Why Is Mecca so Important to Muslims?
Mecca is where Abraham built the Ka'aba, and some believe he did so in order to rebuild the Bait-ul-Allah that had originally been built by Adam. This is the building that every Muslim around the world faces in prayer up to five times per day. The prophet Muhammad was born in Mecca in 570 A.D., linking the city to Islam forever.
According to Islamic tradition, Muhammad started to receive divine messages in 610 AD and started to preach monotheism to believers of animism. In 630 A.D., Muhammad conquered Mecca and destroyed all 360 idols at the Ka'aba and rededicated the building to Allah.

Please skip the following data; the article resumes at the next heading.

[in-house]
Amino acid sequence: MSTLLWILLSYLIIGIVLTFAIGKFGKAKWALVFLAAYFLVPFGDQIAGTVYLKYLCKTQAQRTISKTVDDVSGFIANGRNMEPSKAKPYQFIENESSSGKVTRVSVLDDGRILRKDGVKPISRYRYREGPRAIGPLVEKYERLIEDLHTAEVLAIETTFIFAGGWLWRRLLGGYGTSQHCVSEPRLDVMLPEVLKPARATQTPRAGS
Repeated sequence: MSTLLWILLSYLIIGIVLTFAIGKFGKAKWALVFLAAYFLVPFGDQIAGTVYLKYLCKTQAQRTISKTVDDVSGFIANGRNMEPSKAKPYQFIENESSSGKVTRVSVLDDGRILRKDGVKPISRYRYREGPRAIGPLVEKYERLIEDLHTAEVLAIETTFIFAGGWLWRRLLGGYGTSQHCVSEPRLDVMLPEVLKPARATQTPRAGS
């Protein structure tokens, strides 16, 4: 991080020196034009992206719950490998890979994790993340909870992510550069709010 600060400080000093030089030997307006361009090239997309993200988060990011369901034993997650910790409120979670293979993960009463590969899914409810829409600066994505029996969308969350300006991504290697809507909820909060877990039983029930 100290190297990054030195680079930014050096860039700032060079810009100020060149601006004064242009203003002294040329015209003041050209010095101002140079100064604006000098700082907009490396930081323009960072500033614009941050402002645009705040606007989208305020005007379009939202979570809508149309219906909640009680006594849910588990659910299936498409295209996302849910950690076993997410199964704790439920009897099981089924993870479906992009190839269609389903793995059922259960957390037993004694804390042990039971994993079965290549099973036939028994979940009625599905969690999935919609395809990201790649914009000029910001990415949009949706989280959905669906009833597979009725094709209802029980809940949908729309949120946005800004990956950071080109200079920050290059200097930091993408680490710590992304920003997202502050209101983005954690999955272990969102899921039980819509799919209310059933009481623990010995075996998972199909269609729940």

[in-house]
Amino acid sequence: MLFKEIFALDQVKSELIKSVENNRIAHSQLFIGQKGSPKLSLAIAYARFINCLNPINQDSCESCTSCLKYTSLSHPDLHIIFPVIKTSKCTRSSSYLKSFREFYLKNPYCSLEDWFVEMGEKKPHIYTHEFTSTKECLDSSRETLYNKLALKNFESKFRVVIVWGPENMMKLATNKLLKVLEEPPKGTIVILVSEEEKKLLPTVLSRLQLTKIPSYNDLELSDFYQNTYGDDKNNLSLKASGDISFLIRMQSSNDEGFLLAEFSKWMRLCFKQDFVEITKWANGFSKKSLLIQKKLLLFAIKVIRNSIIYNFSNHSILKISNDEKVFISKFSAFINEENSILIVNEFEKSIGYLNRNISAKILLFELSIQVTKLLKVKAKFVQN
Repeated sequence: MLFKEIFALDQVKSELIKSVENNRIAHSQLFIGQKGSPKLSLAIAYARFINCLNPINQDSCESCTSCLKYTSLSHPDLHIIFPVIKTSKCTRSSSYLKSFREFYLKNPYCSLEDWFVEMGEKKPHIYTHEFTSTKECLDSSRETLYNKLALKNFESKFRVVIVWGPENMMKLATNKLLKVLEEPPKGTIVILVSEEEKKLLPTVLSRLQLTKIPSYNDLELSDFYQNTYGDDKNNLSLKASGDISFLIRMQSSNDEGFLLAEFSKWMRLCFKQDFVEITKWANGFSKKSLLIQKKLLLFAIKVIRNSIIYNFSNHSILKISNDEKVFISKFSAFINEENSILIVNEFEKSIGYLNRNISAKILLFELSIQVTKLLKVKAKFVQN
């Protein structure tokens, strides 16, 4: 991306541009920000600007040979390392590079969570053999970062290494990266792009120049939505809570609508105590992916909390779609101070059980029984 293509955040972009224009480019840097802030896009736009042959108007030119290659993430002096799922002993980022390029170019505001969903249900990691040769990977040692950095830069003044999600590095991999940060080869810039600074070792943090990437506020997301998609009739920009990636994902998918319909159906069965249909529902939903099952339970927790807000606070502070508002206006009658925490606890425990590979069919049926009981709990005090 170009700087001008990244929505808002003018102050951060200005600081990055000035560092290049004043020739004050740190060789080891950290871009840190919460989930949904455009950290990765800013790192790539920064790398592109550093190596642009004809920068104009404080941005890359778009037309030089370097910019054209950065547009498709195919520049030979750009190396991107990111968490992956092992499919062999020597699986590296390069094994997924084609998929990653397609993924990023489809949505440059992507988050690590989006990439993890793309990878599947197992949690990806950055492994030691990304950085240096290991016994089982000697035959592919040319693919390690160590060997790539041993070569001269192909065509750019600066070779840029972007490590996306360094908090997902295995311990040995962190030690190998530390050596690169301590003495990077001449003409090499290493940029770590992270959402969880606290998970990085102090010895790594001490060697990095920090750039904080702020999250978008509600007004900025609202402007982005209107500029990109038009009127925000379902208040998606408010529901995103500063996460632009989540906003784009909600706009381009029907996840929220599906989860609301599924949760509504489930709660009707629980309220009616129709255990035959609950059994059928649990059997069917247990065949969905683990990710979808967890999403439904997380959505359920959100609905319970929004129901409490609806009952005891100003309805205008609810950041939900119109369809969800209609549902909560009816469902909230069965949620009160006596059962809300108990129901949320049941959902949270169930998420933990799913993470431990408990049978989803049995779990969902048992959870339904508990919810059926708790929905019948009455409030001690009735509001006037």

Millions of people make a pilgrimage to Mecca every year. There are two major pilgrimages that Muslims make every year, including the Hajj and the Umrah. The Hajj is a pilgrimage that all Muslims should make once in their lives as long as they are of sound health and financially able to make the trip. It attracts about 3 million believers every year, of which 11,000 are American. Umrah can be made at any time of the year; however, it is more common around Ramadan. The Umrah is not obligatory to Muslims, but is recommended by the Qur'an.